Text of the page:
Sean Ellis‘s Eight for Silver tells the story of a late 19th-century village that is cursed when the land baron, Seamus Laurent (Alistair Petrie) brutally slaughters a Roma clan living on land that he wants to claim. The curse first takes the form of nightmares that the entire town suffers through, then Seamus’ son Edward (Max Mackintosh) vanishes. Coming in to investigate is pathologist John McBride (Boyd Holbrook), who brings with him tales of supernatural beasts. Slowly, the village is consumed by the horrific curse and it’s up to McBride to save them before they are all consumed by it.
While ghoulish and atmospheric, there are two main problems when it comes to Eight for Silver. The first is that the ending is given away almost immediately. The majority of the story of the curse is actually placed in a flashback. We first meet John McBride in the form of a heavily made-up Boyd Holbrook. There is no tension in the film because we already have a general idea of the headcount of the film. The stakes are low. We aren’t given much time to bond with many of the other characters outside of the Laurent family and McBride, which is stunning because the film is a whopping 115 mins long.
This leads to the second problem. It is too damn long. Burdened by extraneous scenes and then excessively long action sequences, there are only a few moments when the story is truly gripping. These are the scene when the townspeople are being stalked by the unseen beast that is terrorizing their town. The source of this beast comes from a Roma curse, and after witnessing their slaughter at the hands of Laurent and the townspeople, it’s a little hard to feel sympathy for them. The story feels bloated in some parts and then scant in others.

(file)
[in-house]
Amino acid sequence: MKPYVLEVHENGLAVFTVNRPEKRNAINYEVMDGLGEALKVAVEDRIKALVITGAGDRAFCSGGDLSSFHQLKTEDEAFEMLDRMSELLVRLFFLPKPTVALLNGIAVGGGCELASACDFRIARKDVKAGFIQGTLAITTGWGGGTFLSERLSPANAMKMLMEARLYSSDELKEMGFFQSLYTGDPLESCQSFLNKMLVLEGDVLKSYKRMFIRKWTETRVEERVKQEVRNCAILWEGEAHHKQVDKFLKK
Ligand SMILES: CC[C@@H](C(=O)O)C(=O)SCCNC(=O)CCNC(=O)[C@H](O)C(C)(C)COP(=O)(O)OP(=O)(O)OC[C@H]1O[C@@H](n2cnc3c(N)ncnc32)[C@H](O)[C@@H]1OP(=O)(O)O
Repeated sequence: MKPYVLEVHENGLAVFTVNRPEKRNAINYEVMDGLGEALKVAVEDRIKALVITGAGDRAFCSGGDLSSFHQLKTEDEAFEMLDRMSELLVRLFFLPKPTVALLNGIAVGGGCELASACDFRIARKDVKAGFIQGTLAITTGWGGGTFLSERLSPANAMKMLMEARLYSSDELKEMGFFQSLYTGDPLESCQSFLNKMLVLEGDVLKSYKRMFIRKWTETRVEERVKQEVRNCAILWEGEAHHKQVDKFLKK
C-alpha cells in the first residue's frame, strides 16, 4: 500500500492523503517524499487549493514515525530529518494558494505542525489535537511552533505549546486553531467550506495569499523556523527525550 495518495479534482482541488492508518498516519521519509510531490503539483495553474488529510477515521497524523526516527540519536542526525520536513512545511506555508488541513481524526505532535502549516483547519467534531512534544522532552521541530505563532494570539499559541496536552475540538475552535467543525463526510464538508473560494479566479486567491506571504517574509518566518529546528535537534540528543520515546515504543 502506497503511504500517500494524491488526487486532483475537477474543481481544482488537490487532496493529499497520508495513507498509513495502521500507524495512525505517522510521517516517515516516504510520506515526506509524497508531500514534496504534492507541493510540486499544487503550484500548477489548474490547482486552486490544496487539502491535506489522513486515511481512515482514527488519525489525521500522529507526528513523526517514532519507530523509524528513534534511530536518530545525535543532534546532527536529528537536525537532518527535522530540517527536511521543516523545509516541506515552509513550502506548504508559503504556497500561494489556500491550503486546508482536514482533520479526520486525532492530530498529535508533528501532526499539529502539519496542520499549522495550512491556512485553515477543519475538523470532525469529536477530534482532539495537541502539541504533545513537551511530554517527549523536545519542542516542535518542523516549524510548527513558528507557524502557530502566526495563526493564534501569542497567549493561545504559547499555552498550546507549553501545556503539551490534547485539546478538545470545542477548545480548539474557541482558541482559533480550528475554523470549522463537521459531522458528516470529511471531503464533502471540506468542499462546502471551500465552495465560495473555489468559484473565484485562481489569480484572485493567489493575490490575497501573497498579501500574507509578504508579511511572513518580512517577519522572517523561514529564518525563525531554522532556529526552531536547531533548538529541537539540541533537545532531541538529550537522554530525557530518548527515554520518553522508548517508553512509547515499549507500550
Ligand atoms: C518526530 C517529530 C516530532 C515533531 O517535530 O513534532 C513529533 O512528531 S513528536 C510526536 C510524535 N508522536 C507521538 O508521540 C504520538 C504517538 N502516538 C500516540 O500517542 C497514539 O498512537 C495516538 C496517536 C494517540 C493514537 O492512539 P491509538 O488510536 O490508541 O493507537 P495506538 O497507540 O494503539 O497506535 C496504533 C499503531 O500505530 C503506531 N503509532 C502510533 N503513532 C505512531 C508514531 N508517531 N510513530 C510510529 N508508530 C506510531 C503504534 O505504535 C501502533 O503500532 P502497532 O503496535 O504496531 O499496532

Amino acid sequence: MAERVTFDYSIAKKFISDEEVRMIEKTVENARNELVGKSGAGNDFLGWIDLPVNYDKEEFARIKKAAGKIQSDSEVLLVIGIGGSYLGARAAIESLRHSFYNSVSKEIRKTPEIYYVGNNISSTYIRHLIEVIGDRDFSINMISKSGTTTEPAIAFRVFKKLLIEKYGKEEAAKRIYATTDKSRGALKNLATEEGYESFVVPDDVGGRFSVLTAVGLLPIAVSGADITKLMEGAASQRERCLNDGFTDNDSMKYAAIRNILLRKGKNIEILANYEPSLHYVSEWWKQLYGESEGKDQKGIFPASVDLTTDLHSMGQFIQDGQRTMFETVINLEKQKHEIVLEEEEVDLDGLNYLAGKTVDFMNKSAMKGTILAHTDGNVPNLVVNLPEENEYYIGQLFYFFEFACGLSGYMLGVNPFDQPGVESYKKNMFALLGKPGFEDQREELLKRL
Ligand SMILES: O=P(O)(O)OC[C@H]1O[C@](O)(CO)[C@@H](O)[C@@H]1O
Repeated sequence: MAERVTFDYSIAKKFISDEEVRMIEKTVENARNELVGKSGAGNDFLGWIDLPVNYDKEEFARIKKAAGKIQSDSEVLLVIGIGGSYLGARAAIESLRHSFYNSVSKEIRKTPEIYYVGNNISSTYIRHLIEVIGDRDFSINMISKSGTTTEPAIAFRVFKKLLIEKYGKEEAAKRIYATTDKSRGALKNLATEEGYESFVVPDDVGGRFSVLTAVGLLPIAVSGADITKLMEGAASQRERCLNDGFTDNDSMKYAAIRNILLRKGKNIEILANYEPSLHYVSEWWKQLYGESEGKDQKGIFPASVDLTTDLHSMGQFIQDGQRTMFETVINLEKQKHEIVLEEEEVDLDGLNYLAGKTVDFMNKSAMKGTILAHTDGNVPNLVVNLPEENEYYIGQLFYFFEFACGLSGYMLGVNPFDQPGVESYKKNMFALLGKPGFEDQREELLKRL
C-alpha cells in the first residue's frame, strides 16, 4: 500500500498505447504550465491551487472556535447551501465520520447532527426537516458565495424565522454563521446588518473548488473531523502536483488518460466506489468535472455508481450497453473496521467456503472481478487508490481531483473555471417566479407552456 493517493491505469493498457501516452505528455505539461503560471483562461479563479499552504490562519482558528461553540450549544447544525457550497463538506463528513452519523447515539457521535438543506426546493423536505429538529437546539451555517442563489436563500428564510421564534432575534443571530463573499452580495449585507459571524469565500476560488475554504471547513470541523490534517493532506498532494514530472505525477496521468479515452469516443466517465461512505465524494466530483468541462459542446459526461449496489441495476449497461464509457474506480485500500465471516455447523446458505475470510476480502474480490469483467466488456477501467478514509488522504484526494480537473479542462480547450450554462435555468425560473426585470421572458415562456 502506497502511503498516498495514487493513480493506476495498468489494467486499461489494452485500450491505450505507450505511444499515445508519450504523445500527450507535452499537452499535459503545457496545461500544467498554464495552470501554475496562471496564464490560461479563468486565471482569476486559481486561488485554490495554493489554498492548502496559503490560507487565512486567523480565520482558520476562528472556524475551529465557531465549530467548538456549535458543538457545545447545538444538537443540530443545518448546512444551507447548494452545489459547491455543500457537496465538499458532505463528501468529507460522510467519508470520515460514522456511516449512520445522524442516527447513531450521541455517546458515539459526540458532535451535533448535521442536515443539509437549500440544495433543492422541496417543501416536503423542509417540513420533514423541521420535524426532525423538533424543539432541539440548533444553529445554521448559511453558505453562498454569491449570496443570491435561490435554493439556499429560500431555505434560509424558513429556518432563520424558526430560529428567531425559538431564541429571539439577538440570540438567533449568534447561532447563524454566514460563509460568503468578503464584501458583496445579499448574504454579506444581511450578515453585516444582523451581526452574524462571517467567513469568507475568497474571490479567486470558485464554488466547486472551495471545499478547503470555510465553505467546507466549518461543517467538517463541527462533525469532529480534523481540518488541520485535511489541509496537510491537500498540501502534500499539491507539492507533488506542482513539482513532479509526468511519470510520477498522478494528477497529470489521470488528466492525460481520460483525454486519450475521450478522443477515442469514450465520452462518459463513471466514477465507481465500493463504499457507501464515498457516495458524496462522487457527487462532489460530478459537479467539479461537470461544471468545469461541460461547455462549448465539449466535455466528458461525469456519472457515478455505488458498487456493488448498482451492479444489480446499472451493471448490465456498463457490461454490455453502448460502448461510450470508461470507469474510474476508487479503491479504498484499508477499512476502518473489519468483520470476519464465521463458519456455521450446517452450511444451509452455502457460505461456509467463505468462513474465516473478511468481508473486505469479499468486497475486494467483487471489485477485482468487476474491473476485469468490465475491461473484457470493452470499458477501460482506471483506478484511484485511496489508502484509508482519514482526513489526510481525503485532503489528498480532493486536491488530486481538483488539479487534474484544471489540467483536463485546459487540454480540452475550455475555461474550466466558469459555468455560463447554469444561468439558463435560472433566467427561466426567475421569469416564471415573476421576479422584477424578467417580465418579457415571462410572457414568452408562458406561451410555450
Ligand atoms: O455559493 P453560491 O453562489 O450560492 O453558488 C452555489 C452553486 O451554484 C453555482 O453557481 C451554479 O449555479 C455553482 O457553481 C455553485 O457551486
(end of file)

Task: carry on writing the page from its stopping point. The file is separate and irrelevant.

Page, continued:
The lore behind the curse is a little… weak. Something about the 30 pieces of silver that was given to Judas in exchange for betraying Christ, something about some forged silver dentures. It’s very loose worldbuilding that is handwaved away with ominous music, some fog machines, and a nightmarish scarecrow (one of the most horrific scenes in the film). Ultimately, what comes of the curse is basically a werewolf. McBride compares it to the Beast of Gévaudan, a real-life man-eating beast from the late 18th century that inspired many werewolf stories.
Essentially the story is a monster hunting story with a plot burdened by insanely confusing choices from the characters — it all comes down to a lack of communication and logic. Ellis’ cinematography is undeniably spooky and hits the atmosphere of gothic horror right on the nose. The eye toward body horror in the transformation into a werewolf sidesteps some overdone transformation scenes nicely. Holbrook is a solid performer in this playing the stolid and level-headed McBride, feeling very much like a Van Helsing. Kelly Reilly is also enjoyable as Isabelle Laurent, Seamus’ wife and the lady of the house. She and Holbrook have good chemistry which might have served them well in a subplot, but that goes largely unexplored.
From the lost potential to the unnecessary frame narrative, Eight for Silver stumbles toward the finish line despite delightfully ghoulish and powerfully atmospheric directing and the potential of an indulgent gothic horror.
This film review was based on the premiere at Sundance Film Festival 2021. Photo by Sean Ellis | Courtesy of Sundance Institute.